Among the thousands of frog types in the world, many are brown or green, which allows them to blend in well with their surroundings. Several kinds of frogs change colors. Various factors can cause this, such as outdoor temperature, brightness of light and moistness of the air. Even their emotions, such as excitement or anxiety, can cause their bodies to change color. Frogs also go through this adaptation when they need to protect and camouflage themselves among their surroundings. Chromatophores are frogs' pigment cells that allow their bodies to change colors.
The spring peeper's name results from this frog's tendency to start calling around the time of the spring equinox. Although just 1 to 1.5 inches long, the spring peeper emits a loud and high-pitched sound that resembles an insect chirping or a sleigh bell. Its body color is light brown, similar to tree bark, and it darkens in color based on its moods or to blend in with its environment. It can lighten in color at night.
African Clawed Frog
The African clawed frog does not have a tongue, and males do not have vocal sacs, whereas most other male frogs do have vocal sacs. The hind legs' inside toes have tips resembling claws that give the frog its name. Males are between 2 and 2.5 inches long, and females are between 4 and 4.5 inches long. These frogs, which live in various areas of Africa, can darken in color when they are disturbed and can change coloring to speckled, light or dark as an adaptation to their surroundings.
Gray Tree Frog
Gray tree frogs can grow up to 2 inches long, with females being larger than males. These tree-dwelling frogs have blotches shaped like stars on their backs and spots under their eyes. As they change in color, they can range from being shades of gray, to green, brown or almost black.
Green Tree Frog
The nocturnal green tree frog lives in trees in the southeast part of the United States and when full grown is about 1.5 to 2 inches long. Its distinctive markings include a yellow- or light yellow-colored stripe extending from its head to its back legs. Some of these frogs also have yellow spots on their backs. Their colors range from brown to lime green, and what color they are at any given time depends on factors in their surroundings like brightness of light, temperature and humidity.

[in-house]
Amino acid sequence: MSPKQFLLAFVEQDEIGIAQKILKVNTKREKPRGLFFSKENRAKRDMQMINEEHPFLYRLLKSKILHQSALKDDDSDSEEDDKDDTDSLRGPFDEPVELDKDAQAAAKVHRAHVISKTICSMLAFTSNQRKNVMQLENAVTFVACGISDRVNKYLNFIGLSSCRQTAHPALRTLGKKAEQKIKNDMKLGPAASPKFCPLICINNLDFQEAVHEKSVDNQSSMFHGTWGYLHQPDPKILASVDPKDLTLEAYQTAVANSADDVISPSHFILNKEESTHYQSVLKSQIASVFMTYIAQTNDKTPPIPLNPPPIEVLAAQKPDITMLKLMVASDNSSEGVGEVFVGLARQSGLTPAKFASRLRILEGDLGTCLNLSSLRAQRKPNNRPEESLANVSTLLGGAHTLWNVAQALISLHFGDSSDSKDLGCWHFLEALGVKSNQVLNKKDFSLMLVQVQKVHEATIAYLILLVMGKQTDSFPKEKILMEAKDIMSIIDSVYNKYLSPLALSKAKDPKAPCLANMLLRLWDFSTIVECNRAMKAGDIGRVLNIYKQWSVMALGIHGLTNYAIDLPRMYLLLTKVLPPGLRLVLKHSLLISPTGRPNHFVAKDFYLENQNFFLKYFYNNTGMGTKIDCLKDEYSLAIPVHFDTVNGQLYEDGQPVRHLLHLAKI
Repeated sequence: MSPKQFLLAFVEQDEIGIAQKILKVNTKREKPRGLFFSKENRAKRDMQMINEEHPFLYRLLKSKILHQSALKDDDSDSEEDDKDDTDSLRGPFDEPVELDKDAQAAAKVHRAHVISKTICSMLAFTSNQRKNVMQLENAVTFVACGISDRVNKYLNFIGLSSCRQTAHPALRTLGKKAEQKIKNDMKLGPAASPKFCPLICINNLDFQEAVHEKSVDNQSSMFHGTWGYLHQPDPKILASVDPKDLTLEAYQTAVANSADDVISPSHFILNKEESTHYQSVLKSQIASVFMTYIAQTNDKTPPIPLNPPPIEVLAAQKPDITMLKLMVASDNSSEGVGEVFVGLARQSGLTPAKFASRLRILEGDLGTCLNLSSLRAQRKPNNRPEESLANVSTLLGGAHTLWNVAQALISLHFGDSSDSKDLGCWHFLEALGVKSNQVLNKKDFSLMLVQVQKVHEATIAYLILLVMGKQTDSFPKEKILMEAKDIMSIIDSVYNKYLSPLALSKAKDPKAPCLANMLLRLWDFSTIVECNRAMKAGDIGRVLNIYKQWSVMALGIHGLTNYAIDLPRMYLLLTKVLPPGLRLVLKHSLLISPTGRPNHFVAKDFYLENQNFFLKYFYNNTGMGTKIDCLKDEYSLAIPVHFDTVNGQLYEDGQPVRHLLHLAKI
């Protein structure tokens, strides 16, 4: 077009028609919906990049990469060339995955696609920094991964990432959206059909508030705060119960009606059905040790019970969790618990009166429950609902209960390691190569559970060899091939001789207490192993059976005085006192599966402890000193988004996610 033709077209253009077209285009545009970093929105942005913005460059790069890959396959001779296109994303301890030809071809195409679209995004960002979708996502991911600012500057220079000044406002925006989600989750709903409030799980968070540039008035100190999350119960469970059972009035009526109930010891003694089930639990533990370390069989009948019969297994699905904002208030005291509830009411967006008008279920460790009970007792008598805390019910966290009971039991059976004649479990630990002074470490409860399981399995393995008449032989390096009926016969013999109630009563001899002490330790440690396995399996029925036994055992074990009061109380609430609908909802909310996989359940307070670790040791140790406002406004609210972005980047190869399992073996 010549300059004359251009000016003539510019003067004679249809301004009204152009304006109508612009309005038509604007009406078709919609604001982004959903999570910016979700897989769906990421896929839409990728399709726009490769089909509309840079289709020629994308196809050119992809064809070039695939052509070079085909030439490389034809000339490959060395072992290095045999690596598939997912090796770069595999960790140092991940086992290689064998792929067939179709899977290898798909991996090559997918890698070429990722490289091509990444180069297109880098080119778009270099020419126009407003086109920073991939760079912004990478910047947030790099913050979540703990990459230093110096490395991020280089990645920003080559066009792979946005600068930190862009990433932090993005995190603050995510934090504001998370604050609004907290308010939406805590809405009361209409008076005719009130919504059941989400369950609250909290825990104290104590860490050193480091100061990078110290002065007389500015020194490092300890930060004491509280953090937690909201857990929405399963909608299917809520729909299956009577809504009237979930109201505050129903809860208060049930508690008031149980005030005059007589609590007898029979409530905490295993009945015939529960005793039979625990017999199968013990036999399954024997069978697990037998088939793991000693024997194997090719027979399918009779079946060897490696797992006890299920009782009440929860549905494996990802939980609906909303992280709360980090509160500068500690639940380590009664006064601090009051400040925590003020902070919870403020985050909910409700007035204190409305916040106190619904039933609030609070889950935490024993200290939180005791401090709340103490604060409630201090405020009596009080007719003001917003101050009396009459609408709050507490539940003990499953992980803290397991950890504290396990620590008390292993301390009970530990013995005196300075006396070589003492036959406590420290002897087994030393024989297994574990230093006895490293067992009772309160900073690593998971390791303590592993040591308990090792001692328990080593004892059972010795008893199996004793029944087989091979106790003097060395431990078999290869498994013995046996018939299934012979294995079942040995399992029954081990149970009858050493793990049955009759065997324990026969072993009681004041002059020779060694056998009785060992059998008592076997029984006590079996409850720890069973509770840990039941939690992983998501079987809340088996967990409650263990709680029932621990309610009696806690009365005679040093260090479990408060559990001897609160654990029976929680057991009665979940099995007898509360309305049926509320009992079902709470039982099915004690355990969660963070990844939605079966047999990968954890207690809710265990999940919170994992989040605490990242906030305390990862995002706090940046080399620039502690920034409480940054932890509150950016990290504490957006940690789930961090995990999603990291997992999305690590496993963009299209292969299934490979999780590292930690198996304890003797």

White's Tree Frog
Native to parts of Australia, New Zealand, New Guinea and Indonesia, the nocturnal White's tree frog has horizontal pupils instead of the vertical pupils that most other tree frogs have. The White's also has large toe pads and a fatty area above each eye. It can live in either humid or dry areas and is friendly around people. Males grow to about 3 inches long, and females grow to about 4 inches. This frog's vibrant skin ranges along the color spectrum from bright green to light, purplish blue as it adapts to its environment.
- Cleveland Museum of Natural History: Gray Treefrogs
- Minnesota Pollution Control Agency: Frogs for Kids
- Smithsonian National Zoological Park: African Clawed Frog Fact Sheet
- Rhode Island Vernal Pools: Spring Peeper
- Amphibian Care: Green Tree Frog
- Smithsonian National Zoological Park: White's Tree Frog Fact Sheet
- Exploratorium: Frogs--The Amazing, Adaptable Frog--Color and Camouflage
- My Pet Frog; Rennay Craats
- Animal Planet: Tree Frog
Judy Wilson has writing and editing expertise in health, technology, pets, business and travel. She has contributed to USAToday.com, SFGate.com and numerous other publications. Wilson earned a Bachelor of Arts in journalism and mass communication from the University of North Carolina at Chapel Hill, where she completed Mini Medical School.